Next, you will pick up your baggage from the carousel, if you checked any, and take all your luggage thourgh Australian Customs. You will then be directed where to return your checked bags so that they can be loaded on your plane to Perth.

I assume that you have booked all these flights on one ticket, i.e. Chicago - Perth and Perth - Chicago. If so, your bags will be ticketed for your final destination, but you still need to pick them up in the first entry point in the country (Sydney for Australia and San Francisco for the U.S.) for Customs.

If you booked your flight from Chicago to Perth on one ticket, then the airline should have provided enough time in Sydney for you to go through Customs and Immigration prior to your flight to Perth. Thus, there's no reason you couldn't check your luggage.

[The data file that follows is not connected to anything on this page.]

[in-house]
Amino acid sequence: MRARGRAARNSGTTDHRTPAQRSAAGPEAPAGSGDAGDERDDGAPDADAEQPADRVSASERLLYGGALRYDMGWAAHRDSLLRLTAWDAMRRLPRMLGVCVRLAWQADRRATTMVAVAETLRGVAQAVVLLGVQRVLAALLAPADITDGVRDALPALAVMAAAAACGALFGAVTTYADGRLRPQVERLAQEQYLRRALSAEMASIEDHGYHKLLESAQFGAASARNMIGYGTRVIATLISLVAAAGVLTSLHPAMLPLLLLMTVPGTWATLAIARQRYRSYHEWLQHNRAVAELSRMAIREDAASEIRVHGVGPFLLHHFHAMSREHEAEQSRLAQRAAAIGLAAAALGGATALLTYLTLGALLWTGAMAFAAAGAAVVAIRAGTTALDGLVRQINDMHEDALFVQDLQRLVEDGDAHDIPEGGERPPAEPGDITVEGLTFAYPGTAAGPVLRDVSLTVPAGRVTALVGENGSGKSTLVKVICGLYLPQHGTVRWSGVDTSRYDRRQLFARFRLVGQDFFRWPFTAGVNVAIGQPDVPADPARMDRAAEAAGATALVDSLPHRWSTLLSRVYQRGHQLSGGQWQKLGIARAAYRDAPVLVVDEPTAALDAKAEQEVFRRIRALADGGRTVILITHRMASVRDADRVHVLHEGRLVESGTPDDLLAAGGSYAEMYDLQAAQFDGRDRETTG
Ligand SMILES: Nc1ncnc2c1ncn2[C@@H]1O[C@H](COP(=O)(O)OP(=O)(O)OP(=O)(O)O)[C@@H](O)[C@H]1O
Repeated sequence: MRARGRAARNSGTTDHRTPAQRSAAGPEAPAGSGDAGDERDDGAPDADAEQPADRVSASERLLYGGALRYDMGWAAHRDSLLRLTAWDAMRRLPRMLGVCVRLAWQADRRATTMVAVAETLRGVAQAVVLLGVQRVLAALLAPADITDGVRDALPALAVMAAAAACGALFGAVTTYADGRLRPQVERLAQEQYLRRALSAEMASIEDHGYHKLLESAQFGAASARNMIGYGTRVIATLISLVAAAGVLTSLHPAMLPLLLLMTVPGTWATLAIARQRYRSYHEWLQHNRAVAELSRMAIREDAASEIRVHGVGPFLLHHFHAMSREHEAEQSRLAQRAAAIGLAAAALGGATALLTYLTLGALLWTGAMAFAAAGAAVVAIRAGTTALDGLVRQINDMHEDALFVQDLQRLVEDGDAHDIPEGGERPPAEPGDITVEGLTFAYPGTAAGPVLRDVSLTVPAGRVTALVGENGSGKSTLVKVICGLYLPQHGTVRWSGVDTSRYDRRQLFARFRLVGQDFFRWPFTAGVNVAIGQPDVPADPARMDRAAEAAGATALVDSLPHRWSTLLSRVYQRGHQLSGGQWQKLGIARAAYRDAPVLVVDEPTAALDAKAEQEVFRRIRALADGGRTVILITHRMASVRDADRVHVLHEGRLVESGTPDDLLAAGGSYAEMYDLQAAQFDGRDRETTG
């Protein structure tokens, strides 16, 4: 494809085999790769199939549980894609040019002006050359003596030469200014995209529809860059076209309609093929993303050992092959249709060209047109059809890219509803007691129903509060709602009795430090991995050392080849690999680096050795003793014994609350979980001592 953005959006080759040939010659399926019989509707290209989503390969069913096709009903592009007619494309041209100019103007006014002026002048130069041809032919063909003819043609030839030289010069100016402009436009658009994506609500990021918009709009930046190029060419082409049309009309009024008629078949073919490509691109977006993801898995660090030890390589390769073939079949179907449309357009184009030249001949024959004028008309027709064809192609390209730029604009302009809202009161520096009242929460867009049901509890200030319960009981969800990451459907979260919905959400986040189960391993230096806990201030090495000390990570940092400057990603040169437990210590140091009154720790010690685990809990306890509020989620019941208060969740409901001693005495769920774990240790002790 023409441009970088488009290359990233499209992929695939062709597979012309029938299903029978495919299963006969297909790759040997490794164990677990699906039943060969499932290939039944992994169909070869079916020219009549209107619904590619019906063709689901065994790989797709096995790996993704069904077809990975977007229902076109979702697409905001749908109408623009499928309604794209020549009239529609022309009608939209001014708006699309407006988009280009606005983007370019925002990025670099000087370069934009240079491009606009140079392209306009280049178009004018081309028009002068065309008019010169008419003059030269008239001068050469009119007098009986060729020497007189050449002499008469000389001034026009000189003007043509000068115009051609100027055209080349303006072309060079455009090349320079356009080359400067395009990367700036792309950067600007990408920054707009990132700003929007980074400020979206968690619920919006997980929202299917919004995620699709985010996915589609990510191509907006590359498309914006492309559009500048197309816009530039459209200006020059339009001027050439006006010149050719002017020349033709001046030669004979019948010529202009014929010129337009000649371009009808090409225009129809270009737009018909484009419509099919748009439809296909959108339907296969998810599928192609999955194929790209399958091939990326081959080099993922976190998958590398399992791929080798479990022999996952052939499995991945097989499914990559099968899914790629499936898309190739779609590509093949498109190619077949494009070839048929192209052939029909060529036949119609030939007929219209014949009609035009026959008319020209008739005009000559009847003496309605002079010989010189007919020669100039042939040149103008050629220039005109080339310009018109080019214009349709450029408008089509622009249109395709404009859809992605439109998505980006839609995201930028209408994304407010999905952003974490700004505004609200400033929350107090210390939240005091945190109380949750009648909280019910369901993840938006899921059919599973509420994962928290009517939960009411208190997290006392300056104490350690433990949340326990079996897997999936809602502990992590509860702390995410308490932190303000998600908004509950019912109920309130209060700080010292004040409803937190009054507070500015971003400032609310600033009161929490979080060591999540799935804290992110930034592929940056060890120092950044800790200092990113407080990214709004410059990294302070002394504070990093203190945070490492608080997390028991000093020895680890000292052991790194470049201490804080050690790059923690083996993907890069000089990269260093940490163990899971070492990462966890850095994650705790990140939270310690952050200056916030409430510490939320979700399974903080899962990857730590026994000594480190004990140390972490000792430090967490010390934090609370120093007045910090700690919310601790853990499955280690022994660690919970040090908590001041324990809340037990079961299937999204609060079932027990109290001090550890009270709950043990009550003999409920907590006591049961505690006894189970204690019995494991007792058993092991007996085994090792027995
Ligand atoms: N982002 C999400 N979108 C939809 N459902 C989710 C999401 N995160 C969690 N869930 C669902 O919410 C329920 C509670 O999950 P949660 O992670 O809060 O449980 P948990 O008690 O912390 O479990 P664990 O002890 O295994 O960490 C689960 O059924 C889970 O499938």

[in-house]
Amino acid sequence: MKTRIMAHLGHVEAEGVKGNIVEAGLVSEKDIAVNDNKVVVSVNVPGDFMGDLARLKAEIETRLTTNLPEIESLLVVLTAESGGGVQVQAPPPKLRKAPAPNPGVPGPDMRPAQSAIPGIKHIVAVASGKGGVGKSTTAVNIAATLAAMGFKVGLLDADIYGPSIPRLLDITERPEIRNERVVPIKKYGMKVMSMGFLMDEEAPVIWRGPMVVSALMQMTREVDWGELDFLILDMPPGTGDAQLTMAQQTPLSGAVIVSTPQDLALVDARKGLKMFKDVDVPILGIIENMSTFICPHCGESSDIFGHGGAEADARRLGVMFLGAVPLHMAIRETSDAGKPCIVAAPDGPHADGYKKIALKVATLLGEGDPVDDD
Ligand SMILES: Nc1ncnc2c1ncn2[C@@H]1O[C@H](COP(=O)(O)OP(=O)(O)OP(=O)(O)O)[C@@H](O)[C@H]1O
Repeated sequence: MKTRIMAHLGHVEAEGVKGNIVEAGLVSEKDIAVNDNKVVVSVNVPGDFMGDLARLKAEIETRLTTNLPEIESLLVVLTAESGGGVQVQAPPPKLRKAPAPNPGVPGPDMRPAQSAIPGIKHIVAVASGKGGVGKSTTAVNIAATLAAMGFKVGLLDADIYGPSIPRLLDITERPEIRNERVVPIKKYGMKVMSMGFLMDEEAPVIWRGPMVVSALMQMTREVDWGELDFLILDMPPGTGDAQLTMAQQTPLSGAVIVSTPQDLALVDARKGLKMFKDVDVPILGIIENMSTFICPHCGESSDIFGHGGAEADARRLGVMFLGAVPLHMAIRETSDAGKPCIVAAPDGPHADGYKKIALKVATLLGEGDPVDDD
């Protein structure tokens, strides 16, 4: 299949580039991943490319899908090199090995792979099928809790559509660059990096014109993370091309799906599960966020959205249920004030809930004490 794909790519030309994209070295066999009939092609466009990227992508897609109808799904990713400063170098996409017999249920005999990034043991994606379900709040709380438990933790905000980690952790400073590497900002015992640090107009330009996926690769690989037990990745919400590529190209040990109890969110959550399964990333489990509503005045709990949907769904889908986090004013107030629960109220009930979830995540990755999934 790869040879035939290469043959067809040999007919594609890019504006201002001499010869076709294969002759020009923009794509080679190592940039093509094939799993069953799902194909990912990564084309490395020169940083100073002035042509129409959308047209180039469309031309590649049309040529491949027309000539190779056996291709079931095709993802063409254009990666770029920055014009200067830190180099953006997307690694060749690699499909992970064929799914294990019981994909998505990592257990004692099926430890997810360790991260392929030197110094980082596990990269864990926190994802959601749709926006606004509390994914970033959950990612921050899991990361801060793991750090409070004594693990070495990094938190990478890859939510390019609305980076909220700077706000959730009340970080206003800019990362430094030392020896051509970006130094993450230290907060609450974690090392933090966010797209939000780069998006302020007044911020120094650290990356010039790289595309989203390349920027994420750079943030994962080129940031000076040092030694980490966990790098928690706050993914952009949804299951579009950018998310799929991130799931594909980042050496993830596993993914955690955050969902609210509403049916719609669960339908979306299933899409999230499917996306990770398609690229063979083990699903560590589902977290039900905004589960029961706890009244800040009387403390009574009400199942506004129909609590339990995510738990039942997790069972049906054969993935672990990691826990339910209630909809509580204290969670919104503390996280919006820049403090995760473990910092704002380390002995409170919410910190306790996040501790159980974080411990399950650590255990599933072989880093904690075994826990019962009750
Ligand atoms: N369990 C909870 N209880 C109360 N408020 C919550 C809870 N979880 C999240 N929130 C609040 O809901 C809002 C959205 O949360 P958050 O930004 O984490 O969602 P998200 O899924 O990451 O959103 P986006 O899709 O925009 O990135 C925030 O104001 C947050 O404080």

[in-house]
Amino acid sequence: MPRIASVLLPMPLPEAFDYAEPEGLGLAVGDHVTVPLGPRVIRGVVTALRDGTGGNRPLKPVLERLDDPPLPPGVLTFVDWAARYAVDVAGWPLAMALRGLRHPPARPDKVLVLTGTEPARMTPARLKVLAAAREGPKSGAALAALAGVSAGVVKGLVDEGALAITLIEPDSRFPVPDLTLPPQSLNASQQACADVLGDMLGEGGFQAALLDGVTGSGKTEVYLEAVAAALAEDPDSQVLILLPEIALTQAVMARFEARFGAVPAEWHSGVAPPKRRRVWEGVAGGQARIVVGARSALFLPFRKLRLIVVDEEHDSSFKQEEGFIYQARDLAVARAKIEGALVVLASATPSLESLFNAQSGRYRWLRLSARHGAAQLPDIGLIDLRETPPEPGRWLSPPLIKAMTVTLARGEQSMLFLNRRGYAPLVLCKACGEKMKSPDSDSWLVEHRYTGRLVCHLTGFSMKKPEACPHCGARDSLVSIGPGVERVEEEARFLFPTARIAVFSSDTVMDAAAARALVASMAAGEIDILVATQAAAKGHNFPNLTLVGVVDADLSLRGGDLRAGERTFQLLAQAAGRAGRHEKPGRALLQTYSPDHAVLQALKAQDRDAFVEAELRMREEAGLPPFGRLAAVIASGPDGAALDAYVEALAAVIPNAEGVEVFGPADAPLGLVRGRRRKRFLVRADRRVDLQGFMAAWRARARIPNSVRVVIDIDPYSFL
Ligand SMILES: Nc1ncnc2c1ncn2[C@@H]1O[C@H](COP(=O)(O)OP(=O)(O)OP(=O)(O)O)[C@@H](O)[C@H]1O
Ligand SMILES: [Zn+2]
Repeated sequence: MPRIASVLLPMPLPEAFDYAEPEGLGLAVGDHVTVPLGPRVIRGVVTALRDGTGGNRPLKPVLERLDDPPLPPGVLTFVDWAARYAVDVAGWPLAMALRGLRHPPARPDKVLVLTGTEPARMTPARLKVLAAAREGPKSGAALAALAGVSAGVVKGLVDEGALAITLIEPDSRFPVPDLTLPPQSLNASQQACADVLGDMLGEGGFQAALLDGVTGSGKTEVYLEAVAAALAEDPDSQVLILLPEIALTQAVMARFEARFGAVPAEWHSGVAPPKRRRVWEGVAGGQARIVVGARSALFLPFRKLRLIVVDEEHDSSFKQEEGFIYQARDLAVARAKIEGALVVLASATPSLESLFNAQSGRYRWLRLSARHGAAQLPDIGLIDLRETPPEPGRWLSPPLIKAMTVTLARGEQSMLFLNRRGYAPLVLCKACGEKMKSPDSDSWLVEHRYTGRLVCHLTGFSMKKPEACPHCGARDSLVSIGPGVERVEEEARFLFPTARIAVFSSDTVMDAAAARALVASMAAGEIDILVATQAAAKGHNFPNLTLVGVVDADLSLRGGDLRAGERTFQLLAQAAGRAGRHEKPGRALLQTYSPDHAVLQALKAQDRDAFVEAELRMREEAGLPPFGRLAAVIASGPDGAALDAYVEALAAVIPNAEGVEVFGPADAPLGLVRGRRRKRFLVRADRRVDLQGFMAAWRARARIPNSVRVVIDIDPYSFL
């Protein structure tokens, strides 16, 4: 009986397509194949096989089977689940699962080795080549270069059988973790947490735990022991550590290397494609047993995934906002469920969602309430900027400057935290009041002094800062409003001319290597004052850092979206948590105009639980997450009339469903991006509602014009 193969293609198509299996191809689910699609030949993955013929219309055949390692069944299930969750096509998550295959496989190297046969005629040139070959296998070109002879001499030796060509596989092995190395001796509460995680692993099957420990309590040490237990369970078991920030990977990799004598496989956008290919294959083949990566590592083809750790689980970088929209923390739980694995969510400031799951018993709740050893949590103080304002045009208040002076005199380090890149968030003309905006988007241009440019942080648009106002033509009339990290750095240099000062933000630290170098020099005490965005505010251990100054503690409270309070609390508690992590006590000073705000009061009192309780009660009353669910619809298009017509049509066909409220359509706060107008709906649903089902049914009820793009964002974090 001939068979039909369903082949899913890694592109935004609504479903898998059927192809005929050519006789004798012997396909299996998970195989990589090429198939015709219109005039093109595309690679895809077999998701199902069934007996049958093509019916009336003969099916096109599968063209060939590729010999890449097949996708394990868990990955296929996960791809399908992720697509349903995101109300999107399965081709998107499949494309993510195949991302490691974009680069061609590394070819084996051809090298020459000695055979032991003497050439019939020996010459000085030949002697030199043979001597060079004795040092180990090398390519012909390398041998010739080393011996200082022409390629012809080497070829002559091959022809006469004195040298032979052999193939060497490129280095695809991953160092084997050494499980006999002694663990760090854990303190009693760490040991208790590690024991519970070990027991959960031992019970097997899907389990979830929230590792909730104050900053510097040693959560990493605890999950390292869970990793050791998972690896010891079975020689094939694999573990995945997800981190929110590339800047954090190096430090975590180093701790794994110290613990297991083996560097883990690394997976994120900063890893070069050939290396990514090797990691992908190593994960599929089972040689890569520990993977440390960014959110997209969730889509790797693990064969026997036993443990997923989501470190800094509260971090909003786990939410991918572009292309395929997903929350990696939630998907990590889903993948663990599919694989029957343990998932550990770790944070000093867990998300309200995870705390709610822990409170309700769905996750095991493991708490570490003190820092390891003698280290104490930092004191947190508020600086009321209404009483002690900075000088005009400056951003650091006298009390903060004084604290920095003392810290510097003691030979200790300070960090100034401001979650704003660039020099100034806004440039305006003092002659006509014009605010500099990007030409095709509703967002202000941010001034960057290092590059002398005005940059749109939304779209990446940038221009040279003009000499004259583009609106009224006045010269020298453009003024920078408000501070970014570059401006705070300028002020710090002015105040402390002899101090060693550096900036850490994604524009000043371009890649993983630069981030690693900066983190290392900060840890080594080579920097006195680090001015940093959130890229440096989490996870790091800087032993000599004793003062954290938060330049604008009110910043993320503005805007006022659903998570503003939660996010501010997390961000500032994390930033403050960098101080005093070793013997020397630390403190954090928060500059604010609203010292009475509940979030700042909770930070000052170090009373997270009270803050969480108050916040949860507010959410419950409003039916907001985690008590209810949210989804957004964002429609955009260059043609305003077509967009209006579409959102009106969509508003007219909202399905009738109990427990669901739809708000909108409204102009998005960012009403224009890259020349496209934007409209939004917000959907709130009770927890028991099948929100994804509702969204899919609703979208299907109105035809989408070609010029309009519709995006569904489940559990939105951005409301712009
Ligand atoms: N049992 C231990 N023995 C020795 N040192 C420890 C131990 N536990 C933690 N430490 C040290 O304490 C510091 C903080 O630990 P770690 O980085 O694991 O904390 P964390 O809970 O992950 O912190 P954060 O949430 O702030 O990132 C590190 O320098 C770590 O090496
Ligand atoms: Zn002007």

2. Coming back to the U.S. from Perth, you will go through U.S. Customs and Immigration in San Francisco. The process will be similar to what you did in Sydney, i.e. go through Immigration, pick up your bags, go through Customs, return your bags.
longhorn55 is offline  
Feb 29th, 2016, 06:13 AM
  #3  
 
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You can expect to be exhausted when you arrive in Perth! It's a VERY long haul.

I made that trip once or twice a year for seven years and it never got any easier (I flew to/from Colorado).

Don't forget to apply for your ETA visa a week or so before your flight.

You'll love Australia!
Melnq8 is offline  
Mar 1st, 2016, 02:43 AM
  #4